Persons and vessels are prohibited from entering into this security zone unless authorized by the Captain of the Port or his designated representative. Each person and vessel in a security zone must obey any direction or order of the COTP. The COTP may remove any person, vessel, article, or thing from a security zone. No person may board, or take or place any article or thing on board any vessel in a security zone without the permission of the COTP.
Pursuant to 33 U.S.C. 1232, any violation of the security zone described herein, is punishable by civil penalties (not to exceed $27,500 per violation, where each day of a continuing violation is a separate violation), criminal penalties (imprisonment for not more than 6 years and a fine of not more than $250,000), in rem liability against the offending vessel, and license sanctions. Any person who violates this regulation, using a dangerous weapon, or who engages in conduct that causes bodily injury or fear of imminent bodily injury to any officer authorized to enforce this regulation, also faces imprisonment up to 12 years (class C felony).
This security zone prohibits all vessels and people from approaching cruise ships that are underway or moored near San Diego, California. Specifically, no vessel or person may close to within 100 yards of a cruise ship that is entering, moored in, or departing the Port of San Diego.
A security zone is automatically activated when a cruise ship passes the San Diego sea buoy while entering port and remains in effect while the vessel is moored within in the Port of San Diego, California. When activated, this security zone will encompass a portion of the waterway described as a 100 yard radius around a cruise ship in the Port of San Diego. This security zone is automatically deactivated when the cruise ship passes the San Diego sea buoy on its departure from port. Vesselsand people may be allowed to enter an established security zone on a case-by-case basis with authorization from the Captain of the Port.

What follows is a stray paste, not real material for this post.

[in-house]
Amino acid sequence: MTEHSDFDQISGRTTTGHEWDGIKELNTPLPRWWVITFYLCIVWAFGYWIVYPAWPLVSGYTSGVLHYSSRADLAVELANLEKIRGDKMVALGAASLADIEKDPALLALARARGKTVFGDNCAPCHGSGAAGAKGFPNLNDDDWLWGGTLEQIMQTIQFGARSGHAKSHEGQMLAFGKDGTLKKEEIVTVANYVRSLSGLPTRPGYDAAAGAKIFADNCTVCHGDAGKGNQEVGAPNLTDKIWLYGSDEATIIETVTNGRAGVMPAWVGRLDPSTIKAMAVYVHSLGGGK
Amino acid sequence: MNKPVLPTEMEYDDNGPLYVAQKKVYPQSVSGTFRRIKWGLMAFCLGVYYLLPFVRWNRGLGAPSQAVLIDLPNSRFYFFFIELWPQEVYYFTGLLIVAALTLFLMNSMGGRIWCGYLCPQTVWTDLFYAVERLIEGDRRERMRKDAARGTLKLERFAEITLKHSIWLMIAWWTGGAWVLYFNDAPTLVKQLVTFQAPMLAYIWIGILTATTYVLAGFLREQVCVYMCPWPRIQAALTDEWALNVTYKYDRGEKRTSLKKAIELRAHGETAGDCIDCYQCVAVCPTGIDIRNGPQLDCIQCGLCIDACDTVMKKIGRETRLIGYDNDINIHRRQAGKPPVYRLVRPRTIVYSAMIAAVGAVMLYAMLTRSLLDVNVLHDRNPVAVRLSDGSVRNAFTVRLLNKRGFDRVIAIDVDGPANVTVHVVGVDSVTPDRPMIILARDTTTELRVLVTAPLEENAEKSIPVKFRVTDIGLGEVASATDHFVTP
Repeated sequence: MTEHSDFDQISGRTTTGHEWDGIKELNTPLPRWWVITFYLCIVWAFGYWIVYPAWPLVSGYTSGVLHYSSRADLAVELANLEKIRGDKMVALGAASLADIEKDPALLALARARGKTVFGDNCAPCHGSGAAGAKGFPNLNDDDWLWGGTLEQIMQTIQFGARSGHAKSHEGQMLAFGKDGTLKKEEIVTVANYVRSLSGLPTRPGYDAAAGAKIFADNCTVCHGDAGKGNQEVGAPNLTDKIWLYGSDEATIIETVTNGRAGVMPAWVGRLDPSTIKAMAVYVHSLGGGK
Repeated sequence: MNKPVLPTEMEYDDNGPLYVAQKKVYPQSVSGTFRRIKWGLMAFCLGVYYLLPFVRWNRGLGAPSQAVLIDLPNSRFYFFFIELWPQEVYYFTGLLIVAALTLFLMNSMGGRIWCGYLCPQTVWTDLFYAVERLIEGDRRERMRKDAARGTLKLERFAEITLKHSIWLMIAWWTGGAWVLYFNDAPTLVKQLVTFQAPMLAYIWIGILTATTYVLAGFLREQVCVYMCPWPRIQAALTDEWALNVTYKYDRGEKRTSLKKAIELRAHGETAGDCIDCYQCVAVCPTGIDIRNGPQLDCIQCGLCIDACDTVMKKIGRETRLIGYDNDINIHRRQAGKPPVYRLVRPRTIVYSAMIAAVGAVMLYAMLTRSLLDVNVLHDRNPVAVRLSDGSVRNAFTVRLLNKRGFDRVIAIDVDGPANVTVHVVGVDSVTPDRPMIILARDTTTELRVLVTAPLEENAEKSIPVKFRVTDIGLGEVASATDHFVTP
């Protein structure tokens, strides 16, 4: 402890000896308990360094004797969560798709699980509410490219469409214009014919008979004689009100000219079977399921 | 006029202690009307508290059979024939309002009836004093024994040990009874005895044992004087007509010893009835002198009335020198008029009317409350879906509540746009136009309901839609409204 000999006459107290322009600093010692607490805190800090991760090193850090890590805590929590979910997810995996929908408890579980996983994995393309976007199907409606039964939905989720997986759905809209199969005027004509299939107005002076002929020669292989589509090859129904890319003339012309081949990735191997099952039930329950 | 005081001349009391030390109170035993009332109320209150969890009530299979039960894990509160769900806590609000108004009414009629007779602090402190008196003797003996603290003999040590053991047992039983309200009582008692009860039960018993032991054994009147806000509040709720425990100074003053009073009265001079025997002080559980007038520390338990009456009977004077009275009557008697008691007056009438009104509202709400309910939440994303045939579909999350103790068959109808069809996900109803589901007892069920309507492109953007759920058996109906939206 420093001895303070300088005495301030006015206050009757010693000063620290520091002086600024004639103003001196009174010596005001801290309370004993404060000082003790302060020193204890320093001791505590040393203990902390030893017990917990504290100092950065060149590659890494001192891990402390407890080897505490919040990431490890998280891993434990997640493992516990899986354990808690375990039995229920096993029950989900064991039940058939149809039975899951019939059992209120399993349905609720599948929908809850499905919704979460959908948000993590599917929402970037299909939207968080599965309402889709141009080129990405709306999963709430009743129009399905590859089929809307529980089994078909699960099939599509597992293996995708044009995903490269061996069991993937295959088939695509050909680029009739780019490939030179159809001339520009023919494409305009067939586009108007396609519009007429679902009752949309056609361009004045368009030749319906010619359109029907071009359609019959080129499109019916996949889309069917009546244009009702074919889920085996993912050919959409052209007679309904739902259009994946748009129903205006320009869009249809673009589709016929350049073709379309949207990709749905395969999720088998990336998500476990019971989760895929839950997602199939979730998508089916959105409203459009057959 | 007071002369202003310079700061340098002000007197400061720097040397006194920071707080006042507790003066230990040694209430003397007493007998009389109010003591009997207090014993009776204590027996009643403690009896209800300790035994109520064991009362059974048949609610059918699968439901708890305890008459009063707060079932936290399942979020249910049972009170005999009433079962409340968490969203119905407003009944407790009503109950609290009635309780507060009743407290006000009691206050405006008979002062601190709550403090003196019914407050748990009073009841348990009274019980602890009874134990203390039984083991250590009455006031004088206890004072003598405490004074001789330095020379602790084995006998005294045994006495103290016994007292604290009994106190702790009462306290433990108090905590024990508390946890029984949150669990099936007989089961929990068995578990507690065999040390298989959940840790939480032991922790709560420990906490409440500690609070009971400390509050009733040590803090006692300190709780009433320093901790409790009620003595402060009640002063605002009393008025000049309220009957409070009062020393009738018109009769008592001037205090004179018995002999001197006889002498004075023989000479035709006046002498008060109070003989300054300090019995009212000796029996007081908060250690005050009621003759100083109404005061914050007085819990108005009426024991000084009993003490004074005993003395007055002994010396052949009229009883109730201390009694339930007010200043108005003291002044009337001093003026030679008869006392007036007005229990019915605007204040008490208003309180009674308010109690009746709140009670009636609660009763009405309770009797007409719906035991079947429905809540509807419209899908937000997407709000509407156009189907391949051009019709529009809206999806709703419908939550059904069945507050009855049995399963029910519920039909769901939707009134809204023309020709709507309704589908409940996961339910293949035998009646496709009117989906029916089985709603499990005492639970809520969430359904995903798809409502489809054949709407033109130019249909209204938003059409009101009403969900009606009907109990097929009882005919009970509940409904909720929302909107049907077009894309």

Regulatory Evaluation ↑
This rule is not a “significant regulatory action” under section 3(f) of Executive Order 12866, Regulatory Planning and Review, and does not require an assessment of potential costs and benefits under section 6(a)(3) of that Order. The Office of Management and Budget has not reviewed it under that Order. It is not “significant” under the regulatory policies and procedures of the Department of Transportation (DOT)(44 FR 11040, February 26, 1979) because these zones will encompass a small portion of the waterway for a limited duration.
The Port of San Diego can accommodate only a few cruise ships moored at the same time. Most cruise ships calls at each location occur on only one day each week, and are generally less than 18 hours in duration. Also, vessels and people may be allowed to enter the zones on a case-by-case basis with authorization from the Captain of the Port.
Small Entities ↑
Under the Regulatory Flexibility Act (5 U.S.C. 601-612), we have considered whether this rule would have a significant economic impact on a substantial number of small entities. The term “small entities” comprises small businesses, not-for-profit organizations that are independently owned and operated and are not dominant in their fields, and governmental jurisdictions with populations of less than 50,000.